The conflict in Nagorno-Karabakh has not only exposed a new balance of foreign interests in the Caucasus, but also presented Iran with a difficult choice: whether to back a Shia Muslim Azerbaijan. The prospect of Israeli access to Iran’s northern border causes concern.
In a nutshell
- A ceasefire has frozen the Nagorno-Karabakh conflict
- Iran fears internal agitation from its Azeri minority
- Stronger Azeri-Israeli ties pose another threat
The latest cease-fire agreement in the war in Nagorno-Karabakh is the strongest yet, mainly because it involves Russian peacekeepers on the ground. Although not likely to result in peace, it may restore the region to its long-standing status of a “frozen conflict.” While this is nominally to the credit of the Kremlin, Moscow has few reasons to rejoice.
The recent escalation of the conflict into an open war between Azerbaijan and Armenia exposed the presence of external players with widely differing agendas, bent on rebalancing the geopolitics of the Caucasus. This poses a challenge both to Russia, which has shown a major weakness in policing its own backyard, and to Iran, which now finds itself at an ominous crossroads.
Concern about an escalation into a larger regional conflict was triggered by the forceful intervention of Turkey. By emboldening Azeri President Ilham Aliyev, Turkish President Recep Tayyip Erdogan laid down a challenge to Russian President Vladimir Putin. As Armenian forces were driven into retreat, the Kremlin’s long-standing role as regional hegemon took a serious blow.
The likely eventual outcome remains that Russia will prevail in compelling Armenia and Azerbaijan to accept a sustainable cease-fire. But on the way to that outcome, there are good reasons to watch how the new arrivals are playing out their respective agendas. While much has been said about the ambitions of President Erdogan, there is another dimension that may deserve more attention: the conflict between Iran and Israel.
At first glance, it might seem perfectly natural for Iran to back Shia Muslim Azerbaijan in a conflict against Christian Armenia. The problem for Tehran is that making such a commitment means playing with fire, in three different ways.
The first is that providing open support for Azerbaijan means being on the same side as Turkey. Meanwhile, the two have been on opposing sides in Syria. Iran and its proxies have supported the regime of Bashar al-Assad, and Turkey has provided support for rival rebel groups seeking to achieve his overthrow.
Tehran is not well prepared to face an insurrection from its Azeri minority.
Iran’s dilemma is that some of the latter have now reappeared in Nagorno Karabakh. In early October, Iranian President Hassan Rouhani noted that following years of fighting “to eradicate terrorists there so that they don’t come near our borders,” some are now “trying to bring terrorists from Syria to locations near [our] borders.” Without naming any specific country as the sponsor, he called the situation unacceptable.
Though the proliferation of Turkish proxy rebels into the Caucasus may be manageable, the second reason for Tehran to be wary of siding with Azerbaijan involves a more considerable threat. Iran is home to a sizeable minority of ethnic Azeris, and there is a risk that this community may become mobilized into demanding reunification with their brethren to the north. According to some estimates, ethnic Azeris make up a fourth of the total population of Iran, or some 20 million out of a total population of 82 million. The Armenian minority, in contrast, numbers only about 100,000. Even more significantly, Iranian Azeris number about twice the total population of Azerbaijan, at 10.3 million.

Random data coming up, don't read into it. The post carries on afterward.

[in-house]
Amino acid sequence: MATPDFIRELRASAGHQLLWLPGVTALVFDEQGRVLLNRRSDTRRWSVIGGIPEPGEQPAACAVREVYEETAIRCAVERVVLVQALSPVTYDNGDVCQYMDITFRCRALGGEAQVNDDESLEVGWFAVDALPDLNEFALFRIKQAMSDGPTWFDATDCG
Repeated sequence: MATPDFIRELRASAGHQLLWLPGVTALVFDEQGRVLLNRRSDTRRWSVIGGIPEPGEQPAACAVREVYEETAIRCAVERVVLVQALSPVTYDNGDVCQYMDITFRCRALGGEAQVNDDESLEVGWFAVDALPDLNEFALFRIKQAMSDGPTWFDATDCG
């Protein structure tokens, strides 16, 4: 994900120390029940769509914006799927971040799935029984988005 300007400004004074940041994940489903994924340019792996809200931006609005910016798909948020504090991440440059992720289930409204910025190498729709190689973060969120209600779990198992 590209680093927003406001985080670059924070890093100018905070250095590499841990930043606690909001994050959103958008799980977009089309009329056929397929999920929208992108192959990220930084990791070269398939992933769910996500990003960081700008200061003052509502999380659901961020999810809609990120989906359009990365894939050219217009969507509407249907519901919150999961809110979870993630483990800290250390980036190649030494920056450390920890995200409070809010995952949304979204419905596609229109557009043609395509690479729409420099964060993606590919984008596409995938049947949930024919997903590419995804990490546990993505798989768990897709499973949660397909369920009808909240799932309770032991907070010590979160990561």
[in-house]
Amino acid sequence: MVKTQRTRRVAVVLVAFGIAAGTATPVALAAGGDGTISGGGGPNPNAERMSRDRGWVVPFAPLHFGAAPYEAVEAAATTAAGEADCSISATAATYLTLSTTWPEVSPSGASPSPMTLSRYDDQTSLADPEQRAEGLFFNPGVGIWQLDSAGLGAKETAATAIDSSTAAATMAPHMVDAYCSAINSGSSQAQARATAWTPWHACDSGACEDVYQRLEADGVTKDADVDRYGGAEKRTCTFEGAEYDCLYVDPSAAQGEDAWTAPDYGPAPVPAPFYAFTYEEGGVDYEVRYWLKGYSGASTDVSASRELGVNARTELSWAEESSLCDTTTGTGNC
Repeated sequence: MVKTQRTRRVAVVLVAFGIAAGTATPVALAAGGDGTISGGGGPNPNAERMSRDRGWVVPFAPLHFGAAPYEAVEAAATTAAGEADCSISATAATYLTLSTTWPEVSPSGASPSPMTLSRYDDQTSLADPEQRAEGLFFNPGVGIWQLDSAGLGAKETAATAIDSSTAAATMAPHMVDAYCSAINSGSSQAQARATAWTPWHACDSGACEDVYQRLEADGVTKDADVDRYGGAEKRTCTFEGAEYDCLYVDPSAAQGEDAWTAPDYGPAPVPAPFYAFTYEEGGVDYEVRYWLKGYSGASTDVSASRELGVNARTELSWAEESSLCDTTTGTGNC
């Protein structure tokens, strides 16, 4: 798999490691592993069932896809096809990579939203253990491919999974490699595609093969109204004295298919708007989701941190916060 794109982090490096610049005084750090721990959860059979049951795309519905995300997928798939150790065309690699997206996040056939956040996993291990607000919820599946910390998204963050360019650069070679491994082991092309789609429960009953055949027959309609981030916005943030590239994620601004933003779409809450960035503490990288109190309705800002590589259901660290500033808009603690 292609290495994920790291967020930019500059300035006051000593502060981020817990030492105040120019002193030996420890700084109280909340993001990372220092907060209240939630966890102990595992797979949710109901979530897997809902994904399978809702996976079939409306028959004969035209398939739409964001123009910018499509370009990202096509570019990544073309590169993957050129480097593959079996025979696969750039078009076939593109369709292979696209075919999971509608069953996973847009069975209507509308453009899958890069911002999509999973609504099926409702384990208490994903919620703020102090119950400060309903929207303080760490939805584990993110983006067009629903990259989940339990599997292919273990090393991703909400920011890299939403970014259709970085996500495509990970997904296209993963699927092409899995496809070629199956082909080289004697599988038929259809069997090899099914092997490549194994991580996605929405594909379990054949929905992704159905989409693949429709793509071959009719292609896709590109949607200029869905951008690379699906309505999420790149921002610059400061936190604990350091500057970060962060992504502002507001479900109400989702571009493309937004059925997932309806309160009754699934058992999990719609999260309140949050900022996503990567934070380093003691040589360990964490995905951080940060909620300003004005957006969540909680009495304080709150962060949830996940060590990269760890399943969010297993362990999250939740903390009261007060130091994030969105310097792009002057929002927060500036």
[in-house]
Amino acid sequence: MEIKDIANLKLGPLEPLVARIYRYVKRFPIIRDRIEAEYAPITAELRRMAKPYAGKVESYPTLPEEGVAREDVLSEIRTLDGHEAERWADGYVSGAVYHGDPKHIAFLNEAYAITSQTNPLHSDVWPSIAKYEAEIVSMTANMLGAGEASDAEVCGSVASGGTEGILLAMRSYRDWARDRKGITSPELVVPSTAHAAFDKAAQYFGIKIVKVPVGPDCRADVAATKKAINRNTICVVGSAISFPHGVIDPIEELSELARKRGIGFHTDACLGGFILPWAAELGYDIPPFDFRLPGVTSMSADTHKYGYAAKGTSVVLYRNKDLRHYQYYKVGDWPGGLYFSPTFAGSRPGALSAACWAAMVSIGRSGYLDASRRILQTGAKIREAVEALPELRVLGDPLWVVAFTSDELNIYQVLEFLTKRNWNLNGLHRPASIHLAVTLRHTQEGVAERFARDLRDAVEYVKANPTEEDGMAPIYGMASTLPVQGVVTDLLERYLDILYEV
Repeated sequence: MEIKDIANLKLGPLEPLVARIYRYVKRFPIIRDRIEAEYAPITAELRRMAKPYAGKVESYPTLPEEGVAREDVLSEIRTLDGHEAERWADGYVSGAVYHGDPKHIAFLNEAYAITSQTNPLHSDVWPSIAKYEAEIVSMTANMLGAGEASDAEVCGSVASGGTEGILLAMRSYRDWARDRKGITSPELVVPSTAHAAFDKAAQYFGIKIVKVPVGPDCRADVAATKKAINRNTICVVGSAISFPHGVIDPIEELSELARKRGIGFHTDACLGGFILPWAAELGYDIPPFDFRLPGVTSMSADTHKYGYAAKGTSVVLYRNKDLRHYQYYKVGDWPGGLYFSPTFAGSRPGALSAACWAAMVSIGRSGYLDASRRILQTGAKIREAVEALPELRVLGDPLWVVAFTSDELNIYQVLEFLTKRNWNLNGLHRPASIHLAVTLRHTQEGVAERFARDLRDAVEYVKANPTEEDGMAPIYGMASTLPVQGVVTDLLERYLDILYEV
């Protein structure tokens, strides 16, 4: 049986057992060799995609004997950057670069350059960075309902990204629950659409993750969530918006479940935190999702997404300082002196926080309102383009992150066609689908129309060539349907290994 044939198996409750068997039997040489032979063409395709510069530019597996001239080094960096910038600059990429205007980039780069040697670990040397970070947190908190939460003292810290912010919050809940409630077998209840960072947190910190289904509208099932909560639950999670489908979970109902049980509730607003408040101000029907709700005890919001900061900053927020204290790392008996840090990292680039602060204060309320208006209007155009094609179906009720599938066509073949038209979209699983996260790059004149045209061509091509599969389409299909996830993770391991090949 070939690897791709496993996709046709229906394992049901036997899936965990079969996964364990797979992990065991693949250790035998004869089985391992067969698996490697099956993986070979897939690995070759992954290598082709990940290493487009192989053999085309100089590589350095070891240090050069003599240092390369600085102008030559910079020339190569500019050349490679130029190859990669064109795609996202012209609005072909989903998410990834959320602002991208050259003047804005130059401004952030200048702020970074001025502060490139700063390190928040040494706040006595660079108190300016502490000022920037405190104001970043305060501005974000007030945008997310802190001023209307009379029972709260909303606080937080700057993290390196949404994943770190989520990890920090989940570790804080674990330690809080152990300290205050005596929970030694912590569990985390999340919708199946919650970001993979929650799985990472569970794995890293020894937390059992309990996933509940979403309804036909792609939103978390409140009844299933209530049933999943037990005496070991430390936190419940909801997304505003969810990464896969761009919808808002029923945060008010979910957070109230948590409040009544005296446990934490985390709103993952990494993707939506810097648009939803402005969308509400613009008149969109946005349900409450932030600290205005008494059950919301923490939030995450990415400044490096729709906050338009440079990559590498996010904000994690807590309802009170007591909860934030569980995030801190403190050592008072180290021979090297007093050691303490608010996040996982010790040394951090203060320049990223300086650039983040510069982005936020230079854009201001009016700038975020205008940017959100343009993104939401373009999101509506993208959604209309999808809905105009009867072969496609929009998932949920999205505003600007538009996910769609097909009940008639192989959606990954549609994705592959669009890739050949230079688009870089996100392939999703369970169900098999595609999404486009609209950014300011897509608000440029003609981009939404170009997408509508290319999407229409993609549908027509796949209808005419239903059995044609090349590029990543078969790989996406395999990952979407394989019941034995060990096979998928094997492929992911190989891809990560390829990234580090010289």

Their presence is a legacy from the early 19th century when the expanding Russian Empire forced Persia to cede the region around Baku. The creation of the Soviet Union saw the creation of Azerbaijan as a Soviet republic, and the collapse of the same union saw border posts between Iran and Azerbaijan being torn down.
Facts & figures
Tehran has long feared that Azerbaijan may seek to annex the northern Iranian provinces of western and eastern Azerbaijan, and that the United States might support such a venture, which would drastically weaken Iran. This risk is exacerbated by the fact that the Azeri community in Iran is now being energized by what is happening in Nagorno-Karabakh. Rallies have been held featuring chants of “Death to Armenia,” and a leading pro-regime grand ayatollah, Hossein Nouri Hamedani, has claimed that “Nagorno-Karabakh is part of the Islamic world and should return to the Islamic country and must be liberated.”
Already faced with militant ethnic groups in other parts of the country, ranging from Sunni jihadists on the border with Pakistan to Kurds on the border with Iraq, Tehran is not well prepared to face an insurrection from its Azeri minority.
The third and most strategically important reason for Tehran to tread carefully is that a military triumph for Azerbaijan means reestablishing Azeri control over the long stretch of border that has been controlled by occupying Armenian forces since 1994. This is where the conflict between Israel and Iran enters the picture.
Although much has been made of military support provided by Turkey, the real force behind the rapid buildup of the armed forces of Azerbaijan has been Israel. According to data from the Stockholm International Peace Research Institute (SIPRI), over the decade from 2010 until 2019 Israel was the second-largest arms supplier to Azerbaijan, after Russia.
Four years ago, during a snap visit to Baku by Israeli Prime Minister Benjamin Netanyahu, President Aliyev went on record noting that Azerbaijan had purchased weapons from Israel to the tune of $5 billion. That number is presently estimated at $7 billion. According to SIPRI, a fourth of all weapons transfers to Baku in the past decade have come from Israel, including drones, guided weapons, surface-to-air missiles, anti-tank missiles and assault rifles. Such deliveries have increased dramatically over the past five years, with 60 percent of arms delivered to Azerbaijan coming from Israel.